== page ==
Living with a motto of ‘nev­er give up,’ Judy Kinder, at 59-years-old, is now among the area’s college graduates.

“I did want to give up sev­eral times, but then God sent me an angel to give me the encouragement to stay with it until I got done,” Kinder said.

Kinder graduated from East Central University Dec. 15 with a general studies de­gree.

“When I didn’t know how I’d pay the next bill, little miracles happened to come through,” she said.

Kinder grew up in Love County but graduated from Big Pasture High School in Randlett in 1971. She mar­ried soon after and raised three children.

She divorced and worked a variety of jobs, including private caregiver and worked at Comanche County Memo­rial Hospital.

“I thought I wasn’t smart enough (for college),” she said. “I was ornery in school, and thought it was there for play, not to learn.” In 2003, she moved to Ardmore to care for her ail­ing mother. A couple years later, Kinder was working for veterinarian Dr. John C. Collins, who told her she should become a veterinary technician.

“He inspired me and gave me enough faith to do it,” Kinder said.

She began taking classes at Murray State College through the Ardmore Higher Educa­tion Center. In her third se­mester, she began commut­ing to veterinary tech classes in Tishomingo.

However, a math course would become a major hur­dle. She failed the course and dropped out of the vet tech program.

“I was too proud to go back,” she said.

Kinder finished her associ­ate degree in 2008, but had no luck finding employment with her new degree.

She returned to AHEC and enrolled in the nursing pro­gram offered through East Central University. Yet, once again, math courses were a struggle.

“I was trying to get enough credits, and I don’t know why I have a block on math," Kinder said.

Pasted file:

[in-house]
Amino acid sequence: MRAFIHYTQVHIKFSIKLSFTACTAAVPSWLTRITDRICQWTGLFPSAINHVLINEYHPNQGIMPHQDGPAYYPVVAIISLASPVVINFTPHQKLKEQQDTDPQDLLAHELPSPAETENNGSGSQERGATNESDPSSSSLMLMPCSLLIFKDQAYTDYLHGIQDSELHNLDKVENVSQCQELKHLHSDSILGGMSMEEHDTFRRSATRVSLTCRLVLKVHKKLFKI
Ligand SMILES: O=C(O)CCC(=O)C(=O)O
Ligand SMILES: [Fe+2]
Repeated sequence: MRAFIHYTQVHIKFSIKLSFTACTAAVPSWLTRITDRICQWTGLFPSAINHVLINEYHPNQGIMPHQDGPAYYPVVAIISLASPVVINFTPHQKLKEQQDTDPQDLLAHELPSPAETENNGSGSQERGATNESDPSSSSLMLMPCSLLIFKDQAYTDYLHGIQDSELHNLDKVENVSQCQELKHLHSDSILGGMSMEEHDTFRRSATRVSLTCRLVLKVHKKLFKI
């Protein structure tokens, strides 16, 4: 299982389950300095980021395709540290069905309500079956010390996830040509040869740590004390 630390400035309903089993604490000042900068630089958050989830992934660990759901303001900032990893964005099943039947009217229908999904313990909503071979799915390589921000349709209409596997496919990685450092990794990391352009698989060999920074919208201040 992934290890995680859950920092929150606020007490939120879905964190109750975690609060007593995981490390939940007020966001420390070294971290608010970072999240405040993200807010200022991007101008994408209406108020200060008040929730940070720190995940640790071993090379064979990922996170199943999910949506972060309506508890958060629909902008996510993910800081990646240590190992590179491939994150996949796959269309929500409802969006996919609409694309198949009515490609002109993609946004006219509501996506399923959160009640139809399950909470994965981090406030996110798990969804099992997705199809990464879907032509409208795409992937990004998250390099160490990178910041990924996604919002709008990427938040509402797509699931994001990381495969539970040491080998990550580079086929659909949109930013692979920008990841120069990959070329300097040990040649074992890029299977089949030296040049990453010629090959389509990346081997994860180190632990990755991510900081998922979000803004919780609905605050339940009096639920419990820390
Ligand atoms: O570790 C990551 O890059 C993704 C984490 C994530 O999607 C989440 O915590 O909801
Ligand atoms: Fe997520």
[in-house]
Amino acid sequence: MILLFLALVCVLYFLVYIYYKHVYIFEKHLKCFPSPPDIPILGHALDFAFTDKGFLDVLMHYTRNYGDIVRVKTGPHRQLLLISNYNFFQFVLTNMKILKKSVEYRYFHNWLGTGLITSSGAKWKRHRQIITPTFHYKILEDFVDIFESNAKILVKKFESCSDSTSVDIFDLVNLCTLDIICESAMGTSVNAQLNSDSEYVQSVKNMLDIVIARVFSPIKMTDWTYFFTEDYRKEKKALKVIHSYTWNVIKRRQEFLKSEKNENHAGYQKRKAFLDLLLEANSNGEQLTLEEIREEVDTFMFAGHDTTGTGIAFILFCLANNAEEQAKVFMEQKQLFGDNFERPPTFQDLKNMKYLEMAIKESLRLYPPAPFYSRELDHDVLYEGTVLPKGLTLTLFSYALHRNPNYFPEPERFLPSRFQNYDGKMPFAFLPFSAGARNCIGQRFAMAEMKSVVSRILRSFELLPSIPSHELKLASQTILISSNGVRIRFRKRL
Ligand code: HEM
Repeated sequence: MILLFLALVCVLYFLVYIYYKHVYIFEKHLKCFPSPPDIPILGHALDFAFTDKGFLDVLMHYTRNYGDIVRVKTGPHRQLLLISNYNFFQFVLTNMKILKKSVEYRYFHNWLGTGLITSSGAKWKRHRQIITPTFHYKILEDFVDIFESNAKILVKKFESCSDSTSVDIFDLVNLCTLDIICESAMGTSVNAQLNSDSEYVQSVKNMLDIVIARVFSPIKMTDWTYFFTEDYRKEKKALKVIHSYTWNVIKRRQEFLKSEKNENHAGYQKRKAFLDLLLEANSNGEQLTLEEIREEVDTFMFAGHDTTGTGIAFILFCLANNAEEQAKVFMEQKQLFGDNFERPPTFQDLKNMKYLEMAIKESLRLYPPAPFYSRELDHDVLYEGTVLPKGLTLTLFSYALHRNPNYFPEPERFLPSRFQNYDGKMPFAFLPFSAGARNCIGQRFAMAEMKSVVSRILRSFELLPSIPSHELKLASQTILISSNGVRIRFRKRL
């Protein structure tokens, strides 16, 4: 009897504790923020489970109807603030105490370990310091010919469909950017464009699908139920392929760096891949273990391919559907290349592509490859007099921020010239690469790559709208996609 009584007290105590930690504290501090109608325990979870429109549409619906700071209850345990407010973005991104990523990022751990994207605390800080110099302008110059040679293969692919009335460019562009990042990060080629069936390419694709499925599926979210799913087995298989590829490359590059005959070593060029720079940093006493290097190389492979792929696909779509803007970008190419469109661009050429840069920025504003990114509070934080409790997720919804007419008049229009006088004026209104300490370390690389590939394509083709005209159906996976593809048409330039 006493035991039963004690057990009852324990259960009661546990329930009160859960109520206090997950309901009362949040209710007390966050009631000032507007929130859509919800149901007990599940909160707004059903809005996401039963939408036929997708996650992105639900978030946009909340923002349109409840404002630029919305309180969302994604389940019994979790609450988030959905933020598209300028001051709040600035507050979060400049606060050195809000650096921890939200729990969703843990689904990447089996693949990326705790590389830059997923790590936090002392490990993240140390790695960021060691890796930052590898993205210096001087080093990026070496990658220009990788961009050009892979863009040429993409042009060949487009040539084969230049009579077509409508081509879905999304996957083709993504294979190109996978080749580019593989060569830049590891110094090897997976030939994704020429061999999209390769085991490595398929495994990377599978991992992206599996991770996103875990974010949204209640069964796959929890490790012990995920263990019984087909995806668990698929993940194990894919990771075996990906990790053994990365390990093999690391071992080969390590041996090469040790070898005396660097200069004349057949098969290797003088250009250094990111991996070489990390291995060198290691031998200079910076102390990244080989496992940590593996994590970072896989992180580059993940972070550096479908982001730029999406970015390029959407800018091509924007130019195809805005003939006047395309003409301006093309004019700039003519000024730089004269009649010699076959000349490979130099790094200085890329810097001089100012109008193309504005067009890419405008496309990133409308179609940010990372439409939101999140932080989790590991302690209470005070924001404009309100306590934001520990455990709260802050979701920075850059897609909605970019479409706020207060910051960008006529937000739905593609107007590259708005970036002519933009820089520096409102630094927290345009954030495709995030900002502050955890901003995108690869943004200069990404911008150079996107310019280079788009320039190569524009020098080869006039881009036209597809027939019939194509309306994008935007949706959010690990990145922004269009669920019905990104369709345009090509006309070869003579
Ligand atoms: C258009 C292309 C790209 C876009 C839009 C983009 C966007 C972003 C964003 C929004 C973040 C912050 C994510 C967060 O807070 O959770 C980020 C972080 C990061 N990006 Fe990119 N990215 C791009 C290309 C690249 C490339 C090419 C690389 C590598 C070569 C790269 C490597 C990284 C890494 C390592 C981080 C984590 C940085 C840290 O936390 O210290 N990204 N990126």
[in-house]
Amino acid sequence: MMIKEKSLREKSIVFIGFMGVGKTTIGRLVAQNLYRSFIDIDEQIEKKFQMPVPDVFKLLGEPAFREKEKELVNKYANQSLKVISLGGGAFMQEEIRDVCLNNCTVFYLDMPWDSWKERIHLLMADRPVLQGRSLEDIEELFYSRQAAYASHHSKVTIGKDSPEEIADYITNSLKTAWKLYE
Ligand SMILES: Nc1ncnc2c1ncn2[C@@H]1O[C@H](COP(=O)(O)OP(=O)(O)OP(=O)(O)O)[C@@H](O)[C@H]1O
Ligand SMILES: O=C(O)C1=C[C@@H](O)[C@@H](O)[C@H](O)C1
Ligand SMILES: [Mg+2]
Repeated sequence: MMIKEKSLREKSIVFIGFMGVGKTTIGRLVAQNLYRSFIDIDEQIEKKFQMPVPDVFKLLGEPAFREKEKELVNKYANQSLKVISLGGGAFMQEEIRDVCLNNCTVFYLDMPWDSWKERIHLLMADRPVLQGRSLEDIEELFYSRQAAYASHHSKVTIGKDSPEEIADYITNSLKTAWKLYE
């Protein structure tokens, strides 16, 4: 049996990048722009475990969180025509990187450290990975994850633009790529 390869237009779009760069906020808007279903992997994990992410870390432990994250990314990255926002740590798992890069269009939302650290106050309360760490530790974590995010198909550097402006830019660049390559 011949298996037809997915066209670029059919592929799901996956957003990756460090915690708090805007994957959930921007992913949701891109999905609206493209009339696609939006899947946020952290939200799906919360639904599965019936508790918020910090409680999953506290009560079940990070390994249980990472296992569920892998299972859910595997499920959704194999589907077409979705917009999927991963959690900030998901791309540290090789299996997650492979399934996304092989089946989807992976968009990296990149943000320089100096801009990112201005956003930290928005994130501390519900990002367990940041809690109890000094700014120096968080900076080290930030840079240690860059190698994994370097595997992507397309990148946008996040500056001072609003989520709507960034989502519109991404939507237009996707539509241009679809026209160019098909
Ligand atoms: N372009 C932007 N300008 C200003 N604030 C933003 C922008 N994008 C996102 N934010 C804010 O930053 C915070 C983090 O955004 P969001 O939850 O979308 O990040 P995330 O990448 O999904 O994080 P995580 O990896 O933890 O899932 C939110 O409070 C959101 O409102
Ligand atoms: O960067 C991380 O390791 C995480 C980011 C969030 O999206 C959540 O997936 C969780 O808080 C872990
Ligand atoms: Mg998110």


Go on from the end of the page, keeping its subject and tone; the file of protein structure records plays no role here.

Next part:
Kinder switched to an education major at Southeastern Oklahoma State University, but when she realized she would need 60 more credits to graduate, she decided to earn a liberal arts and sciences degree.

"I finished in two semesters and can start paying loans back," she said.

At the beginning of her last semester, her student loans were not awarded due to the six years she had spent in school.

"I cannot begin to describe the sickening feeling in the pit of my stomach when it occurred to me that I was so close but would not be able to finish," Kinder said.

Dr. Robin Plumb, Southeastern's director of academic services at the University Center, helped Kinder find a scholarship to pay for the final semester .

The ability to take courses in Ardmore was a key component to Kinder's success.

"There is no reason that any student in this area cannot attend college economically," she said. "There are so many people who have touched my life along this journey that I have been blessed to know, and each one is in partly responsible for my success story." Now, Kinder hopes to find a job so she can inspire youth to follow their dreams.

"I feel like my degree was my last chance to do something. I was lucky enough to get a chance, and I want to help the young people who are our future," she said.